oris Johnson is to be questioned by MPs on the Liaison Committee at the House of Commons on Wednesday.
The meeting will include questions on violence against women and girls, COP26, and the recent Budget and Spending review.
Covid and the ongoing sleaze row are among other issues expected to be put to the Prime Minister at the routine event.
Mr Johnson’s attempt to move on from the allegations was thrown into disarray when Tory MP Christopher Chope blocked a bid to endorse the investigation into Owen Paterson and ditch the controversial standards reforms.
With this issue still ongoing, here is all you need to know about the next Liaison Committee meeting and when it is taking place…
What time is the Liaison Committee meeting?
Boris Johnson will be quizzed by MPs on the Liaison Committee on November 17.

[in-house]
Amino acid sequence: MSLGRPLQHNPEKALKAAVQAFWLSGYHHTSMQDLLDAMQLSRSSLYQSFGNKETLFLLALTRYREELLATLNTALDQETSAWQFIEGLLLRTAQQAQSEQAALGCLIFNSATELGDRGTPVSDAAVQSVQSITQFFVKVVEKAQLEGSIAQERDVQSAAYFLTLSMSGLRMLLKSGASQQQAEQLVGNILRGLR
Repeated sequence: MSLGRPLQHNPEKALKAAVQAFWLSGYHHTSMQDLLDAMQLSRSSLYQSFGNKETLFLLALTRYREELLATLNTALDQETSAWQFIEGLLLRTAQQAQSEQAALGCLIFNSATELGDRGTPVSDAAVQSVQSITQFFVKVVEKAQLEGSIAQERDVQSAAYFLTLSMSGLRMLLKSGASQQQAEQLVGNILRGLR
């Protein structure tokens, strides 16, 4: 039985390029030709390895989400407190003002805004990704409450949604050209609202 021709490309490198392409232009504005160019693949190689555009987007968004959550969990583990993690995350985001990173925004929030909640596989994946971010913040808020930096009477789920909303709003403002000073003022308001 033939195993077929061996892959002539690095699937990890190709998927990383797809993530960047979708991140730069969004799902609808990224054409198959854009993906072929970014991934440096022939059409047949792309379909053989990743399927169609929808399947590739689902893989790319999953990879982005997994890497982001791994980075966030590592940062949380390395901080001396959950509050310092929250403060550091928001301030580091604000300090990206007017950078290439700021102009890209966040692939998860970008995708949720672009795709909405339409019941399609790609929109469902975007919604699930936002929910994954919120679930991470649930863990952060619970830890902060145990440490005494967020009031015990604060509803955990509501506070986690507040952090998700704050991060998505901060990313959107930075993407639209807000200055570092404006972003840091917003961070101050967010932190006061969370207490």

He is expected to appear at the House of Commons at 3pm.
What is it?
The Liaison Committee questions the prime minister about policy around three times per year.
Made up of Select Committee Chairs, it looks at the overall work of select committees, chooses committee reports for debate at Westminster Hall and promotes scrutiny of government.
It also recommends topics to be discussed in the main Chamber in backbench time and decides which committee is best to scrutinise proposals.
Sir Bernard Jenkin MP is the Committee Chair.
What will MPs ask?
The meeting in November is expected to cover topics including violence against women and girls, COP26, and the recent Budget and Spending review.
Senior MPs will also likely question the prime minister on sleaze and trust in politics in front of the TV cameras.
His approval rating is as weak as ever with more than half the British population disapproving of the job he is doing, according to Opinium research.
What is the sleaze row?
The term sleaze row emerged after the government whipped Conservative MPs to vote against a 30-day suspension for Tory MP Owen Paterson.
Paterson was found guilty of breaching parliamentary lobbying rules for his second role and this punishment was recommended by the MPs’ watchdog.
Instead, the Tories tried to block the suspension by calling for a review of the MPs standards investigation process.